Volume 66, Issue 5
  • ISSN: 0002-9637
  • E-ISSN: 1476-1645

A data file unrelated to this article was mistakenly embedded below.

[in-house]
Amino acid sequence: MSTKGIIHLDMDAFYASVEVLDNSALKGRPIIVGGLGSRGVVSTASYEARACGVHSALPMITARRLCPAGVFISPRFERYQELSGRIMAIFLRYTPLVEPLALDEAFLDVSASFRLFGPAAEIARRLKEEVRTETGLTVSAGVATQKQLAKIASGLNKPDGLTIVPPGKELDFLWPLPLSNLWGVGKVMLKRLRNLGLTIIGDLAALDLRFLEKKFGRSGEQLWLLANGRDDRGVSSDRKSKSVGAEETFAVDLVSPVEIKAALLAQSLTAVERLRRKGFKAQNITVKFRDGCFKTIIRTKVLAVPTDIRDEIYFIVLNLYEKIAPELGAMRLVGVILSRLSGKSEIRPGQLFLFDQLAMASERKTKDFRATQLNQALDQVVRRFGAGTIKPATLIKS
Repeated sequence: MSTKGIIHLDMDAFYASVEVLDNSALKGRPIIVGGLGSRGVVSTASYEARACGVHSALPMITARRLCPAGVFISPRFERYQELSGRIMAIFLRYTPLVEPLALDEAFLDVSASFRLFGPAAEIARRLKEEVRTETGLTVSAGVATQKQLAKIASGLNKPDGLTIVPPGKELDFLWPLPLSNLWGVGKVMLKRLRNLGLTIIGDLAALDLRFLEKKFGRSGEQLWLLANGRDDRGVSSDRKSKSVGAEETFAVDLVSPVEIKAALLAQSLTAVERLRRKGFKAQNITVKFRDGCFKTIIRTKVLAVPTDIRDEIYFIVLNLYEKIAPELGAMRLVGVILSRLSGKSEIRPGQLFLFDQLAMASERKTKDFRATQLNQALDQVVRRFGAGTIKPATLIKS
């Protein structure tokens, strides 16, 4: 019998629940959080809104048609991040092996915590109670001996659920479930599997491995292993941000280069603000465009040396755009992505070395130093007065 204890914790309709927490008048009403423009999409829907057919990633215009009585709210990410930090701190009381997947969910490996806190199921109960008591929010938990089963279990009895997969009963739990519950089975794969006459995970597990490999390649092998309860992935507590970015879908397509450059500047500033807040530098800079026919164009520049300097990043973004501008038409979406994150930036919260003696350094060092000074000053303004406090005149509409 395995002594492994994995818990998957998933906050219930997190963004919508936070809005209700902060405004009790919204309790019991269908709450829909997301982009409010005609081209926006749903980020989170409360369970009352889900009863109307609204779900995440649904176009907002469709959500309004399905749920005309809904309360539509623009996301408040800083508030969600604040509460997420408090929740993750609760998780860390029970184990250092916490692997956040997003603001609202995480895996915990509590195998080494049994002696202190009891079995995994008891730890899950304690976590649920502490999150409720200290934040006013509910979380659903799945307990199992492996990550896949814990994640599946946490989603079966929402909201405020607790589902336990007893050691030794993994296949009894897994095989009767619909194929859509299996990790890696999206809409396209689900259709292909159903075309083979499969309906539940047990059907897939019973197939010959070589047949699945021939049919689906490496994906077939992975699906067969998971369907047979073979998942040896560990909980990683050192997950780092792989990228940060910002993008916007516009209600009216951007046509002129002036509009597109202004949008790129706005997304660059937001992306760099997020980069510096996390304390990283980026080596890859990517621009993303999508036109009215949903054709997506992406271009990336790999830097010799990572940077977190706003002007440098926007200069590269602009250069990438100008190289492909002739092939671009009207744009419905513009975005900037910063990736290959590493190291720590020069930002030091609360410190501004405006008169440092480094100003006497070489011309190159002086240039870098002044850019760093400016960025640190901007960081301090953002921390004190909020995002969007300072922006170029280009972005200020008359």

National surveillance for Rocky Mountain spotted fever (RMSF) dates from 1920; however, the collection of detailed epidemiologic, clinical, and laboratory data on RMSF by using case report forms began in 1970. Despite issues with compliance and changes in case definitions, surveillance data have permitted researchers to assess risk factors for fatal RMSF quantitatively. Factors consistently associated with increased risk of death include severity of disease, older age, lack of tick bite, absence of classic symptoms, delay in diagnosis and initiation of appropriate antibiotic treatment, and treatment with chloramphenicol only. In several studies, treatment with a tetracycline has been shown to be protective. The continuation of current passive surveillance activities may allow researchers to refine their estimates of risk but is unlikely to produce novel results. Modified surveillance activities could focus on evaluating the risk for fatal RMSF among special populations, monitoring appropriate antibiotic use, and assessing new diagnostic tests.


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